Starting this September, Texas boaters aboard vessels measuring 26 feet or more in length will be operating under a new engine cut-off switch law. Called “Kali’s Law” in recognition of 16-year-old Kali Gorzell who died in 2012 after being struck and killed by the propeller of a boat from which she had been ejected, the new regulation requires boat operators to be physically connected to a vessel’s emergency shut off switch. The law also allows for the use of functional wireless attachments which activate the engine cut-off switch electronically if the boat operator falls overboard. Texas already had a similar law for PWC on the books.
“Other states are also taking a close look at this legislation and the safety benefits it provides,” says Paul Petani, sales director at FELL Marine (www.fellmarine.com),a Norwegian developer and manufacturer of marine electronics that specializes in wireless safety technology and offers a variety of wireless man overboard systems. “Sentiment for such laws is growing, and with good reason. According to the U.S. Coast Guard’s Recreational Boating Statistics report, there were 172 accidents nationwide during 2017 in which at least one person was struck by a propeller,” he notes. “Those accidents resulted in 31 deaths and 162 injuries. Some could have been prevented if a kill switch had been in use.”
An engine cut-off switch (aka: ignition safety switch, man overboard device, automatic engine cutoff), usually sees a lanyard used to connect a boat operator to a special clip that attaches to a button or a switch on the boat in order for the engine to start or continue running. Should the clip be pulled off the button or switch, the engine instantly shuts down. Drivers typically attach the lanyard to their PFD, belt loop or wrist. Wearing an engine cut-off device eliminates the possibility of being hit by the boat or PWC – or struck by a spinning engine propeller as was Gorzell – if the driver is ejected.
“If the driver is thrown overboard for any reason, most boats will end up turning in circles,” notes Petani. “That puts the person in the water at great risk of being run over. Flats fishing boats designed for operation in shallow water may also turn in circles, but if a driver falls overboard at medium to high speeds, these vessels might spin violently out of control. Just as with a vessel turning in circles, the risk to anyone who ends up in the water is significant and real.”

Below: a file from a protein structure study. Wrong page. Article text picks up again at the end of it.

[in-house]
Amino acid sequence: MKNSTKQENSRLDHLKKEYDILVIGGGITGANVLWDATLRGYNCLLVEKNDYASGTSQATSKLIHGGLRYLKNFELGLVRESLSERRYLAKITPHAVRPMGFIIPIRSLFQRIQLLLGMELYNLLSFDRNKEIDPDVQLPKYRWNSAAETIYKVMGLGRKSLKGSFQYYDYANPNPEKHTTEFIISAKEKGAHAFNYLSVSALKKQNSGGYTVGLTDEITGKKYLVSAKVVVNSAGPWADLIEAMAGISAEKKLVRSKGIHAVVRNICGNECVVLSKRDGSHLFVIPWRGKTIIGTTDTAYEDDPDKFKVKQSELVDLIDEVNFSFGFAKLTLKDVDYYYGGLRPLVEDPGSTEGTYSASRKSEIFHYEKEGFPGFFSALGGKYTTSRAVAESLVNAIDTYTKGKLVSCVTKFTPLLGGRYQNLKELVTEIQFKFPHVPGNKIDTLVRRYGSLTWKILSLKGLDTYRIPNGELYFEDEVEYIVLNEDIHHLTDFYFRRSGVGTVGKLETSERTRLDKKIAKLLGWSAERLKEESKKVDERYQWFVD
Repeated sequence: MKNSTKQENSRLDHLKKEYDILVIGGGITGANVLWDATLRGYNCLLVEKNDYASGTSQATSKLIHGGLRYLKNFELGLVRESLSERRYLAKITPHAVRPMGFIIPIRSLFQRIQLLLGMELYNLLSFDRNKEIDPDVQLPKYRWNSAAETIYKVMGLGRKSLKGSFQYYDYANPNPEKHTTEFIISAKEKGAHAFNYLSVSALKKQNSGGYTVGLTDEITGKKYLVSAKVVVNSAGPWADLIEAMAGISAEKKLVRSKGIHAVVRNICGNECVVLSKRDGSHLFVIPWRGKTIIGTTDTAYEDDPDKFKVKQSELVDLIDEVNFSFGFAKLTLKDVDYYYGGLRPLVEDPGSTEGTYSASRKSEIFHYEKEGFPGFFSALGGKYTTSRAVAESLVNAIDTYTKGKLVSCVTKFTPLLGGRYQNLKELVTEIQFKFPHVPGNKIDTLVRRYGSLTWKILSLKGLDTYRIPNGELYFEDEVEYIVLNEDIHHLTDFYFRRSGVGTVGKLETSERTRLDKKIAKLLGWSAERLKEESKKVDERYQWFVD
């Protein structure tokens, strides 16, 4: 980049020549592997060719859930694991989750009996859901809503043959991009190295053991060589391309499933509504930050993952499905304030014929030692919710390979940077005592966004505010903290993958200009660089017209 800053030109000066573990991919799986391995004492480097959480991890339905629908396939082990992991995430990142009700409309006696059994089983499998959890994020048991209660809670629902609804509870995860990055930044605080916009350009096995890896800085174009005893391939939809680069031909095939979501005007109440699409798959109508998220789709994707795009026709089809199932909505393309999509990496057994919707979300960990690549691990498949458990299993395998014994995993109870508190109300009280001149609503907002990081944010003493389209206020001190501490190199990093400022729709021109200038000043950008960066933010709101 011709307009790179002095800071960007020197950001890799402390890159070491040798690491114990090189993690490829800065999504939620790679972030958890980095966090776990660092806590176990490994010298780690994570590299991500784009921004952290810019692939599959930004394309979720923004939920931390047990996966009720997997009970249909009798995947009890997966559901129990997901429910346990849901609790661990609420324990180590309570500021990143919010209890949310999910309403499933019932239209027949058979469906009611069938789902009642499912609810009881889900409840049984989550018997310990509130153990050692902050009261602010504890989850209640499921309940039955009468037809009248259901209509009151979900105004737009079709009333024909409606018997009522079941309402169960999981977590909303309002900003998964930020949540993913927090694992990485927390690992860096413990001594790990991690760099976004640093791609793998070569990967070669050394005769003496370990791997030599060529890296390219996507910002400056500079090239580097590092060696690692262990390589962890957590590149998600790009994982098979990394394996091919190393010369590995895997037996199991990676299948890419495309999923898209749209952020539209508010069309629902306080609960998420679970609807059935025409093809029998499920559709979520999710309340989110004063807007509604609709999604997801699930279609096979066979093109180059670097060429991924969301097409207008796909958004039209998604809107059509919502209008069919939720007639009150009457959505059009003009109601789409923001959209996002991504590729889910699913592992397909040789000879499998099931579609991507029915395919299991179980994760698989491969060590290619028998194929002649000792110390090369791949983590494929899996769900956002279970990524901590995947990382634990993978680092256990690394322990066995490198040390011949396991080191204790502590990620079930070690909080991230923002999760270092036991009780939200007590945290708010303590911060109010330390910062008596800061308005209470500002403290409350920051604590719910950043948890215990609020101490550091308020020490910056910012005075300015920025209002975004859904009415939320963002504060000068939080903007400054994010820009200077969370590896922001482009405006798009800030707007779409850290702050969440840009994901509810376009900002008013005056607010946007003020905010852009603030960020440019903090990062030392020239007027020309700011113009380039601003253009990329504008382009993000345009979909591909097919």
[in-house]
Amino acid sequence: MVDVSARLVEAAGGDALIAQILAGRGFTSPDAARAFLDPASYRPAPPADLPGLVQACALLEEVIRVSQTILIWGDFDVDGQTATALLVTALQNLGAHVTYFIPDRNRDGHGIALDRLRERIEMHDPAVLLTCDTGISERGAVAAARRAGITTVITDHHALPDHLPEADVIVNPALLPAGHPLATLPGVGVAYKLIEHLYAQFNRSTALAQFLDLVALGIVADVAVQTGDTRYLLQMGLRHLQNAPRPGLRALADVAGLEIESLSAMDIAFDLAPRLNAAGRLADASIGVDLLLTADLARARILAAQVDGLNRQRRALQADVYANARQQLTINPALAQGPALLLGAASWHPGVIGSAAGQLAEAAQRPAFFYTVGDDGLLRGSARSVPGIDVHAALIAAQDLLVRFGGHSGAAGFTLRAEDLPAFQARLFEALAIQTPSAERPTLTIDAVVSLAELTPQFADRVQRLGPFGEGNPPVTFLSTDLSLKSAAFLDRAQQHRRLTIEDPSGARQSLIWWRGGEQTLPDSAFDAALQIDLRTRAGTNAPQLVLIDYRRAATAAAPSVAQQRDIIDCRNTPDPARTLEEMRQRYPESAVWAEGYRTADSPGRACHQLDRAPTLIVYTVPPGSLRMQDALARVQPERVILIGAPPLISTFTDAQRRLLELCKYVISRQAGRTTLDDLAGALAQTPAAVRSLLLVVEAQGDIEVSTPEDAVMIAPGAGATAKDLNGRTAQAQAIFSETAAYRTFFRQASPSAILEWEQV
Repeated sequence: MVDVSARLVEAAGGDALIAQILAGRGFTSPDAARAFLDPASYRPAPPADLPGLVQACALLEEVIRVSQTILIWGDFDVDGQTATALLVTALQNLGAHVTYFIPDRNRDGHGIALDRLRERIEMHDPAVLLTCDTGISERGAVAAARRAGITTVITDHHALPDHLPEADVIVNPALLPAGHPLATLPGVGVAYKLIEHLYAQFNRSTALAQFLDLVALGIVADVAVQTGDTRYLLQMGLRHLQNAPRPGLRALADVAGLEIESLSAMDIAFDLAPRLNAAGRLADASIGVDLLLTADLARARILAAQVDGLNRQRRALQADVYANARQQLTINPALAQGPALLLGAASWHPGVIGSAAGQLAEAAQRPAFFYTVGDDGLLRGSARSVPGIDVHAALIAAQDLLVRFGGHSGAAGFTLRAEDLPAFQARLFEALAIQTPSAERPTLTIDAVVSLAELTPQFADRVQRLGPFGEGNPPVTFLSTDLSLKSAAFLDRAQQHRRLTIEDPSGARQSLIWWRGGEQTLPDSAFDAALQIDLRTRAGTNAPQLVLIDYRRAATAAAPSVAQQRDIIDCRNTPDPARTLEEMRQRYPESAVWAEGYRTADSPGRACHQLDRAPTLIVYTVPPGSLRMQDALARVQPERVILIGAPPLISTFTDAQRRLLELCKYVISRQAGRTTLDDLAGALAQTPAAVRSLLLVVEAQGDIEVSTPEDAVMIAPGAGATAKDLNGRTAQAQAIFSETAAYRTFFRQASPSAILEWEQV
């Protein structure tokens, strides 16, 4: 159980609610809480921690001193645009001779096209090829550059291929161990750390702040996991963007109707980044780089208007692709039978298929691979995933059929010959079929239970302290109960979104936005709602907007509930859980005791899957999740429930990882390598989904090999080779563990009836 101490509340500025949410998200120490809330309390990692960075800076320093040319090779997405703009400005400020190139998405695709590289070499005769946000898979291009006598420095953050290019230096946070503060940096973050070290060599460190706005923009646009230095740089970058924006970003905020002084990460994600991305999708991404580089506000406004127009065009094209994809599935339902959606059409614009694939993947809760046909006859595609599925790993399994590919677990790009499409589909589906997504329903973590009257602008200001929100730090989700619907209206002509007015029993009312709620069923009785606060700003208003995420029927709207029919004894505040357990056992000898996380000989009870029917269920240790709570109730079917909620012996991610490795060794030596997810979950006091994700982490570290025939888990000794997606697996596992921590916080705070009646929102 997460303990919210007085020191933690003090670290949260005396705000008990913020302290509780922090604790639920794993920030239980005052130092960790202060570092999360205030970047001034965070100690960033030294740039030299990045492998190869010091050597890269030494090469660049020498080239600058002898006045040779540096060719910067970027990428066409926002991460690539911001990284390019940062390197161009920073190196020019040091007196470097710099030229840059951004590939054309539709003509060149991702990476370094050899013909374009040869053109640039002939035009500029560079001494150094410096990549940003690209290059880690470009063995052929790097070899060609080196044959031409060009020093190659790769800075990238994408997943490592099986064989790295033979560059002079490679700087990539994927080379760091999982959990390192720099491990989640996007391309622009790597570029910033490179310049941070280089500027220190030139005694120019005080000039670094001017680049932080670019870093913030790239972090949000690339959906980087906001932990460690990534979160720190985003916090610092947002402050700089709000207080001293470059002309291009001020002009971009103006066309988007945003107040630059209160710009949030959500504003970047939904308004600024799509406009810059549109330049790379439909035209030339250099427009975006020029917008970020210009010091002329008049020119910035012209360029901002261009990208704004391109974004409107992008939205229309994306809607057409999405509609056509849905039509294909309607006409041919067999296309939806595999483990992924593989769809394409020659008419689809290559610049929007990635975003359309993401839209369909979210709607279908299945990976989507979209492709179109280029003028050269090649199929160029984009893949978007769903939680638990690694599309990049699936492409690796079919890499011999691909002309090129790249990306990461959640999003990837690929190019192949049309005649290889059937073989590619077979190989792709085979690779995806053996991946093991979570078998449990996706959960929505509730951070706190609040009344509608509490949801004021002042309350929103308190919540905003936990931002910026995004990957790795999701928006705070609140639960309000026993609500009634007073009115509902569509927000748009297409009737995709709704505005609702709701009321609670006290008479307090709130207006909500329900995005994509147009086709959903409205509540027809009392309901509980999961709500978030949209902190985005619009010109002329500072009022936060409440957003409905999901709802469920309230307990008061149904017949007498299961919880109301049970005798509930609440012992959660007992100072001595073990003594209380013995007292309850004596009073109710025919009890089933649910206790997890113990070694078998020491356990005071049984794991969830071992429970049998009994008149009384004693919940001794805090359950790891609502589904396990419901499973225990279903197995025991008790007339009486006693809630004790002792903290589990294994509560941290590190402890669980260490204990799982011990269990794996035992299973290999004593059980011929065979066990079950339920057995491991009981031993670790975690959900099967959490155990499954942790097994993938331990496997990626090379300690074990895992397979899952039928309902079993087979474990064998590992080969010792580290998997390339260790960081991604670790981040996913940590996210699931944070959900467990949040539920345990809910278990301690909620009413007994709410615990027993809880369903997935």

Interestingly, the federal government in 2018 passed the Frank Lobiondo Coast Guard Authorization Act, which included a provision requiring boat and engine manufacturers, distributors and dealers to install engine cutoff switches on new boats less than 26 feet in overall in length and capable of developing 115 pounds or more of static thrust. Unfortunately, that law does not compel boaters to actually use the devices, thus state statutes like the new Texas law. Currently, Alabama, Arkansas, Illinois, Iowa, Nevada, New Jersey and Texas have mandatory engine cut-off switch laws in effect. It is surprising that more coastal states have yet to put a similar law on the books.
“Whether your state has a engine cut-off switch law on the books or not, we recommend you have one on board and use it whenever operating your vessel,” says Coast Guard operations unit controller John Olsen. “It just makes sense for your engine to shut down if you’ve been removed from the helm. Whether a traditional lanyard-style or a wireless model, engine cut-off switches save lives. Always wear your life jacket, boat sober, take a boating course before assuming helm duties – and attach that engine cut-off switch. Follow these basic guidelines and you’ll be well on your way to a safe day on the water.”
This video is a great example as to why. Watch here.
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